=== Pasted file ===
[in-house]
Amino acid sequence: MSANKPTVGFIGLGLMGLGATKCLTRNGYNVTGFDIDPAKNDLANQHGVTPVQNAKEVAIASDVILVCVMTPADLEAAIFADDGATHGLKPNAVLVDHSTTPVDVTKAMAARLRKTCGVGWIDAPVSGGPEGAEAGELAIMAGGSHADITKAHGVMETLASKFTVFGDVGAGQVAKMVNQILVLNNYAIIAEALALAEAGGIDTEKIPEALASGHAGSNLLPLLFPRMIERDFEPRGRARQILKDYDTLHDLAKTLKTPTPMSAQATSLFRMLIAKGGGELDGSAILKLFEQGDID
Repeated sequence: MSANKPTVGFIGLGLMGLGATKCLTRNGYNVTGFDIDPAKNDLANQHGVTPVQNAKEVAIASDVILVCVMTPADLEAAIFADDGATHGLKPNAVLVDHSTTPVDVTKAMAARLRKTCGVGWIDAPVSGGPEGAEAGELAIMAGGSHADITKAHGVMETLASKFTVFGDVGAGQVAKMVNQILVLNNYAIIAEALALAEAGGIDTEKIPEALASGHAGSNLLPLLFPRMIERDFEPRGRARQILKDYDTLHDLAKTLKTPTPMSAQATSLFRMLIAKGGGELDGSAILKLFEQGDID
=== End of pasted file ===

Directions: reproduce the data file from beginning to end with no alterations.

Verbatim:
[in-house]
Amino acid sequence: MSANKPTVGFIGLGLMGLGATKCLTRNGYNVTGFDIDPAKNDLANQHGVTPVQNAKEVAIASDVILVCVMTPADLEAAIFADDGATHGLKPNAVLVDHSTTPVDVTKAMAARLRKTCGVGWIDAPVSGGPEGAEAGELAIMAGGSHADITKAHGVMETLASKFTVFGDVGAGQVAKMVNQILVLNNYAIIAEALALAEAGGIDTEKIPEALASGHAGSNLLPLLFPRMIERDFEPRGRARQILKDYDTLHDLAKTLKTPTPMSAQATSLFRMLIAKGGGELDGSAILKLFEQGDID
Repeated sequence: MSANKPTVGFIGLGLMGLGATKCLTRNGYNVTGFDIDPAKNDLANQHGVTPVQNAKEVAIASDVILVCVMTPADLEAAIFADDGATHGLKPNAVLVDHSTTPVDVTKAMAARLRKTCGVGWIDAPVSGGPEGAEAGELAIMAGGSHADITKAHGVMETLASKFTVFGDVGAGQVAKMVNQILVLNNYAIIAEALALAEAGGIDTEKIPEALASGHAGSNLLPLLFPRMIERDFEPRGRARQILKDYDTLHDLAKTLKTPTPMSAQATSLFRMLIAKGGGELDGSAILKLFEQGDID